To me, it seems a good idea not so neatly executed (at least in the patent drawings). I'd be interested in seeing if the final product accommodated movement better than the drawings do.

If you were to remove the soundboard assembly—I did not—you would find that it behaves very much like a three-ply laminated (and rib-less) panel. The crown was forced into assembly in the press when the ribs were glued on. It is really quite a good idea, I think.

This could also be done with a three-ply wood veneer soundboard assembly but, to my knowledge, it has never been done. At least not commercially. I have tried to generate interest in the idea but, so far, without success.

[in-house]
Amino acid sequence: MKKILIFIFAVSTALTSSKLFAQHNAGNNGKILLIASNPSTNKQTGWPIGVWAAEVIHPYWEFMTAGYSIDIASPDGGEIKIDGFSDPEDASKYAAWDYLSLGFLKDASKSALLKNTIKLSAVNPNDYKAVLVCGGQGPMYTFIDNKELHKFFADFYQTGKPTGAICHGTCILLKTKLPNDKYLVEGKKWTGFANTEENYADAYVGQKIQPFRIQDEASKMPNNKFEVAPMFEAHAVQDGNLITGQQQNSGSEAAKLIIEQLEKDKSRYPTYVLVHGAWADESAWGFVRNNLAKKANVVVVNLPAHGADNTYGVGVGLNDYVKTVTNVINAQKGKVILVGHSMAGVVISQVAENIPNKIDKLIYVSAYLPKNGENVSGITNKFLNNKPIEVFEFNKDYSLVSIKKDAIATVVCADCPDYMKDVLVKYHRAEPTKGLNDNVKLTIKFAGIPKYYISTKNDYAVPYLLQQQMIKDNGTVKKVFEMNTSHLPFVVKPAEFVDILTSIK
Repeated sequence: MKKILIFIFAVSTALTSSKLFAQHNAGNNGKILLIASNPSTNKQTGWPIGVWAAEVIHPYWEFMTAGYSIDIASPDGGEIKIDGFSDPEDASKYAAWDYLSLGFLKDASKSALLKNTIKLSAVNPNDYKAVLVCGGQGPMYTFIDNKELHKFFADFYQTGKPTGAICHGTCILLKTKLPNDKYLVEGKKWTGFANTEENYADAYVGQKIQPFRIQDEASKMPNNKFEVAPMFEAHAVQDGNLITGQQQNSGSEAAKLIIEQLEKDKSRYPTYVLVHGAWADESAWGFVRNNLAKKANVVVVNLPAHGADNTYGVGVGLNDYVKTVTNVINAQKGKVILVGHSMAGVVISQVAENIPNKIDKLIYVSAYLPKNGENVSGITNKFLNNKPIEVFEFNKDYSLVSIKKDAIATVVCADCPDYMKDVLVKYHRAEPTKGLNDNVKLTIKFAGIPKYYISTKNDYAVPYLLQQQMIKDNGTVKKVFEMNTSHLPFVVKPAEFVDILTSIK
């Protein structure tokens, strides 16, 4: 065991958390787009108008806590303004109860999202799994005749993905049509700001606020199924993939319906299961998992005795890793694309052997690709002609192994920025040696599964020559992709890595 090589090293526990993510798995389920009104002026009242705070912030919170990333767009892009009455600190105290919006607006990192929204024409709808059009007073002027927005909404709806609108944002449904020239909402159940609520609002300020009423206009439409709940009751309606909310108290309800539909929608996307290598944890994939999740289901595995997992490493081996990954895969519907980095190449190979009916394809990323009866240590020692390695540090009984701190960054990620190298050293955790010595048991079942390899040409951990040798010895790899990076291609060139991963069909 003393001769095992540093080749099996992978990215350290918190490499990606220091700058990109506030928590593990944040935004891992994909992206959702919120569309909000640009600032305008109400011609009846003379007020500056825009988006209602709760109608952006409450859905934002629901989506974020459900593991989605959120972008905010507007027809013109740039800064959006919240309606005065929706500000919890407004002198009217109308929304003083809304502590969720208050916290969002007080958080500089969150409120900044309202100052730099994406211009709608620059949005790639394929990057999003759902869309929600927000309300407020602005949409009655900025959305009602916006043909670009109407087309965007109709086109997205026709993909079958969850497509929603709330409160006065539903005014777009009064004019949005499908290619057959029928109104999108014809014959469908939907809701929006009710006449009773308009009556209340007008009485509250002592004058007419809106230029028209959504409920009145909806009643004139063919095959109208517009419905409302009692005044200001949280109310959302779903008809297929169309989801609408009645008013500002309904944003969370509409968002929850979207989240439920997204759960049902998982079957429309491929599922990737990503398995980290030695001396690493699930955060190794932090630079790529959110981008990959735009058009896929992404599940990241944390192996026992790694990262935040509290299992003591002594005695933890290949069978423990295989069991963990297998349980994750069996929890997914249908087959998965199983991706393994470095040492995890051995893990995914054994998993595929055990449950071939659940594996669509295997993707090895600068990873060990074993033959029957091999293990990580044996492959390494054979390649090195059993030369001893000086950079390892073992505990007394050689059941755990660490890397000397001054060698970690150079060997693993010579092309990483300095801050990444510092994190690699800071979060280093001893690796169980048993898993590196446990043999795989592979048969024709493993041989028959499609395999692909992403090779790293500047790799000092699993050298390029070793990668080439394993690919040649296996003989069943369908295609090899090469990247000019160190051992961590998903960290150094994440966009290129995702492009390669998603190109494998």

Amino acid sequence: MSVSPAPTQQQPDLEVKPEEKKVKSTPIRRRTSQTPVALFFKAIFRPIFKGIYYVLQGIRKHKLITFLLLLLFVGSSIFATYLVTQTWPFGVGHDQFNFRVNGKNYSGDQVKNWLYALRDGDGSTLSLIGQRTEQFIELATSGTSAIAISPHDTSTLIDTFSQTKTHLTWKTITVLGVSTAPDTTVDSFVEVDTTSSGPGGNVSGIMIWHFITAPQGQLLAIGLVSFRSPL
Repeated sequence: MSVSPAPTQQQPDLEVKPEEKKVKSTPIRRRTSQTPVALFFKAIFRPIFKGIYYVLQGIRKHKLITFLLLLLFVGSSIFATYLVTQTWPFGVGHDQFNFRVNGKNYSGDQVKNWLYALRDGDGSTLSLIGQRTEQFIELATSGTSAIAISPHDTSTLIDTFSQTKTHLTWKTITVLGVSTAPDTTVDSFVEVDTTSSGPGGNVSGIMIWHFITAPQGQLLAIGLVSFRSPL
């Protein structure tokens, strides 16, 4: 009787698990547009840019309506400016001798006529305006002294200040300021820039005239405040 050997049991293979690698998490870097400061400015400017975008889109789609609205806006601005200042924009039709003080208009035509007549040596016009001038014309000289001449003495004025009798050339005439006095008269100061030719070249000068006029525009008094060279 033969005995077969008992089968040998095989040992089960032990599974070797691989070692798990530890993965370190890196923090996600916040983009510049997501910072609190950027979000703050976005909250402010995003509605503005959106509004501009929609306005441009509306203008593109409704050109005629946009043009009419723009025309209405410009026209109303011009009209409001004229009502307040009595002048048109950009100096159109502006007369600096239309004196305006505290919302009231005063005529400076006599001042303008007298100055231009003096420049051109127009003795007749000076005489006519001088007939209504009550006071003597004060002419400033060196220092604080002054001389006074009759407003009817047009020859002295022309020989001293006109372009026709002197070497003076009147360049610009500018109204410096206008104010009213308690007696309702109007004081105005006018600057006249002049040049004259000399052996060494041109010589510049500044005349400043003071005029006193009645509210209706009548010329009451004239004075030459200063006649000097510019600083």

In the 9’ JB that I had the inner rim was attached to the string frame much like it is shown in the patent drawing. The only difference I can see right off is that the underside of the string frame where the inner rim was seated was relatively narrow and appeared to be slightly curved. I did not remove the soundboard assembly so I don’t know this for sure but it wouldn’t be the first time an inventor left a few important details out of his application. I assumed this was to enable the top of the soundboard liner to rotate slightly when (if) the adjustment bolts were turned. In my piano I doubt they had been touched since the piano was originally built.